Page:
David Black, 23, of Coldstream, has won an award for young people who have overcome personal barriers to move into employment.
David completed Tomorrow’s People Galashiels Works! which is a 10 week programme that helps unemployed young people in rural areas find new opportunities.
He was presented with the award at a glittering ceremony in Glasgow on Thursday October 22.
David went on a real journey throughout his time at Tomorrow’s People. He began applying for numerous jobs, and after a few days alarm bells started to ring for David’s adviser, who could see he was putting in a lot of effort but simply wasn’t hearing back from any employers.
Eventually it was decided that a very gentle conversation needed to be had with David to see if he had ever been tested for Dyslexia. David was very honest and admitted that he had struggled all the way through school. This was a turning point for him as he could finally receive the help he needed. David’s confidence soared and he got some work experience with Radio Borders. He no longer felt the need to hide behind his tablet and a smart, funny, and talkative young man emerged for everyone to see.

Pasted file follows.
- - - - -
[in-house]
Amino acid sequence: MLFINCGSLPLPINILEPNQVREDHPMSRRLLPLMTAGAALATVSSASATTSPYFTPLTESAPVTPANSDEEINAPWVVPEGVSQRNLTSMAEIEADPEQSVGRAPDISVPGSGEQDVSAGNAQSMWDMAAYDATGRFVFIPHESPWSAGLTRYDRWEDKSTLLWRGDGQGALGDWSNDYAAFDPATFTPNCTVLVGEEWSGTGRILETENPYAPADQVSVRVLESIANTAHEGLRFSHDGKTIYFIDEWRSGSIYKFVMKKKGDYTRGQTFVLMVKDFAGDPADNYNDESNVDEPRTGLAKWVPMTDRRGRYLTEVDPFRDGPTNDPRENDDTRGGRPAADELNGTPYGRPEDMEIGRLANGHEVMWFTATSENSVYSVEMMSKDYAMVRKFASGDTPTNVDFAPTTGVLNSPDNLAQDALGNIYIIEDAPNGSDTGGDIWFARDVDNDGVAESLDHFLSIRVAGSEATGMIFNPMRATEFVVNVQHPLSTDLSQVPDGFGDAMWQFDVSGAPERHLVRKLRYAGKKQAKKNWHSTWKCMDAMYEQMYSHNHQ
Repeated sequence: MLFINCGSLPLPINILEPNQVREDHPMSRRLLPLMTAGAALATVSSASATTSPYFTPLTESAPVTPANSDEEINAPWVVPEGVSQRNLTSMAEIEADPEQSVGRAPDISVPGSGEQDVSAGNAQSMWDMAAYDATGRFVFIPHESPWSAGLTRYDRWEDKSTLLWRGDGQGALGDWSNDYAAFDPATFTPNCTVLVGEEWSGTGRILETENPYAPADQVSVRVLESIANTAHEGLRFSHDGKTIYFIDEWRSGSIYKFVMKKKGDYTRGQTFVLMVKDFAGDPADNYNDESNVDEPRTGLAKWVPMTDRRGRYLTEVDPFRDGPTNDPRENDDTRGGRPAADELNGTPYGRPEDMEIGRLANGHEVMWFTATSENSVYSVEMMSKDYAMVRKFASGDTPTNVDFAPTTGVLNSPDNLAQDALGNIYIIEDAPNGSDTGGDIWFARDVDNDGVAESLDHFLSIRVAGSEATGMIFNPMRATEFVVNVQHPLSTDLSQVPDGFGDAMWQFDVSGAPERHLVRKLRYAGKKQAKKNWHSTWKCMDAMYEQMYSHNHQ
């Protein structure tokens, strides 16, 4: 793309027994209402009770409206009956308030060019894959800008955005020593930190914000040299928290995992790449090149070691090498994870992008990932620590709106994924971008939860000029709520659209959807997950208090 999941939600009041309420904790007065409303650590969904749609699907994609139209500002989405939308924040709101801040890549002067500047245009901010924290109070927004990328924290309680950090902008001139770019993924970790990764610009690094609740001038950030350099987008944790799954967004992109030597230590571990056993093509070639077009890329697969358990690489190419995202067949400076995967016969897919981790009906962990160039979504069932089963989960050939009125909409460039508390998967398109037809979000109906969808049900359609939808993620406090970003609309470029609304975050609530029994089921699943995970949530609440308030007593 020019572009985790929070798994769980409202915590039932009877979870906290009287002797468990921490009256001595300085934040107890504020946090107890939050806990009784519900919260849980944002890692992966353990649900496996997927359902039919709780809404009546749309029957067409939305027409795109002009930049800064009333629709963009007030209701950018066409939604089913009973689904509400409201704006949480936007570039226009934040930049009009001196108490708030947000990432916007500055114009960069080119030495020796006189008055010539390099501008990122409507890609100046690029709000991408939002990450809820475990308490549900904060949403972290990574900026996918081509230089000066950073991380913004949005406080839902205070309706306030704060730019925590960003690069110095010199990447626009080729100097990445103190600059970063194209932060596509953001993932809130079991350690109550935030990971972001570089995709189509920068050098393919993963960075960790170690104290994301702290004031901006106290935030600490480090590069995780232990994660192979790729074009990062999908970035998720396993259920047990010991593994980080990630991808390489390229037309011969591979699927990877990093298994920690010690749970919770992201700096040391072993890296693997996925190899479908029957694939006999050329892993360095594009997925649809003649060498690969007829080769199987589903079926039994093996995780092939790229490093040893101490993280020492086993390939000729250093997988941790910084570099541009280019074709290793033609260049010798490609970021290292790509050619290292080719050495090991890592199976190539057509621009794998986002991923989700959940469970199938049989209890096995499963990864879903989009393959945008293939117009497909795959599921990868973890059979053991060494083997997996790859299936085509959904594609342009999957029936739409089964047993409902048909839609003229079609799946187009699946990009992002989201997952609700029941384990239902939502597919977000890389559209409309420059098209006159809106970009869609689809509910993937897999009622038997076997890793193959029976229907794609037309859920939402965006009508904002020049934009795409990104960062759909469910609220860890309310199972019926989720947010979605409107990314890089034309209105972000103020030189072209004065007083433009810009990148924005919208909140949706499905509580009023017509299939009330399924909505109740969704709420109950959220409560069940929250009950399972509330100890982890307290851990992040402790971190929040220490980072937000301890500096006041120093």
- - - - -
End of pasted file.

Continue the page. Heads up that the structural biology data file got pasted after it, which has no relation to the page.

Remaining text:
Since finishing with Galashiels Works! David has attended an open day with Radio Clyde and wants to learn more about working in radio. He has also started full time work through the employment agency he signed up with in week one with Galashiels Works! He says he’s never been happier.
Scott Wright, Tomorrow’s People adviser in Galashiels, said: “To do what we do and to watch people like David succeed is the reason I enjoy coming into work every day. Galashiels Works! is proud of all the young people we work with as they all have their own success story to tell. To some people it may not seem like much but to the people we work with it makes a huge difference. Little steps can make a journey a lot more manageable, especially if you are not alone.”
Martin Brookes, CEO of Tomorrow’s People, said: “Tomorrow’s People has been working in Scotland since the charity was set up over 30 years ago and our programmes have developed to reflect local circumstances.”